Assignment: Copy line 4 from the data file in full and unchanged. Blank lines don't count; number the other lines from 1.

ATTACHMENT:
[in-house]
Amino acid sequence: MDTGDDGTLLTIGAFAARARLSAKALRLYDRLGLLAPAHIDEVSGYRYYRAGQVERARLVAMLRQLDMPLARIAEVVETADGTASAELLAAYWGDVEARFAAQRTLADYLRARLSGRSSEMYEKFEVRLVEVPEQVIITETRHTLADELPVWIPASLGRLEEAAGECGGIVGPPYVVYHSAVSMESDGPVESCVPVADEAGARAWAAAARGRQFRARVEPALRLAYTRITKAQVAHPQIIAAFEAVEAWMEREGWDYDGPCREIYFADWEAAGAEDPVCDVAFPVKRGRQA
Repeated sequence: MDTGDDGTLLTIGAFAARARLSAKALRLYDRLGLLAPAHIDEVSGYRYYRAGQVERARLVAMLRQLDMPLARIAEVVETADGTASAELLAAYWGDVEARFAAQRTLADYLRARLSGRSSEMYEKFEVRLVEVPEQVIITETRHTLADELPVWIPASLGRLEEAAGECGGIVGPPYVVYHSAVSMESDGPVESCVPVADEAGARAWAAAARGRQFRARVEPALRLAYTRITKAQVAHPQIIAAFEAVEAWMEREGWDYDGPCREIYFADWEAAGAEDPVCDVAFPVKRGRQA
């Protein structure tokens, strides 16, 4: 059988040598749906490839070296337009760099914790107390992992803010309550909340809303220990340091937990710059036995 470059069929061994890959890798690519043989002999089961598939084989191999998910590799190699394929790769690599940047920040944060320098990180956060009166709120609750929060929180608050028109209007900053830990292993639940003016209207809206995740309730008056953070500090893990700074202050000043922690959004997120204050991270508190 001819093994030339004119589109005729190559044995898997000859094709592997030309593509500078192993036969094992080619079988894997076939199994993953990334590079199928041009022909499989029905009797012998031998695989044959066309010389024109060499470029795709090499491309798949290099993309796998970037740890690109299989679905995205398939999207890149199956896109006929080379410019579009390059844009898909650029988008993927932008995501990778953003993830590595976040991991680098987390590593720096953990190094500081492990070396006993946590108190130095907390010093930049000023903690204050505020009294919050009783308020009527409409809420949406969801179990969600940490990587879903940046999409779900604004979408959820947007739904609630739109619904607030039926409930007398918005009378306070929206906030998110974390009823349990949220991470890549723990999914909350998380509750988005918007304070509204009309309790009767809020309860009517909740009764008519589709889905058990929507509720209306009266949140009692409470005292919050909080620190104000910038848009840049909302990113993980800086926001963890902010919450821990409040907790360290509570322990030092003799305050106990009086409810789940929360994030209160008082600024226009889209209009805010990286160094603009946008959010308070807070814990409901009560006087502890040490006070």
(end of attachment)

């Protein structure tokens, strides 16, 4: 059988040598749906490839070296337009760099914790107390992992803010309550909340809303220990340091937990710059036995 470059069929061994890959890798690519043989002999089961598939084989191999998910590799190699394929790769690599940047920040944060320098990180956060009166709120609750929060929180608050028109209007900053830990292993639940003016209207809206995740309730008056953070500090893990700074202050000043922690959004997120204050991270508190 001819093994030339004119589109005729190559044995898997000859094709592997030309593509500078192993036969094992080619079988894997076939199994993953990334590079199928041009022909499989029905009797012998031998695989044959066309010389024109060499470029795709090499491309798949290099993309796998970037740890690109299989679905995205398939999207890149199956896109006929080379410019579009390059844009898909650029988008993927932008995501990778953003993830590595976040991991680098987390590593720096953990190094500081492990070396006993946590108190130095907390010093930049000023903690204050505020009294919050009783308020009527409409809420949406969801179990969600940490990587879903940046999409779900604004979408959820947007739904609630739109619904607030039926409930007398918005009378306070929206906030998110974390009823349990949220991470890549723990999914909350998380509750988005918007304070509204009309309790009767809020309860009517909740009764008519589709889905058990929507509720209306009266949140009692409470005292919050909080620190104000910038848009840049909302990113993980800086926001963890902010919450821990409040907790360290509570322990030092003799305050106990009086409810789940929360994030209160008082600024226009889209209009805010990286160094603009946008959010308070807070814990409901009560006087502890040490006070």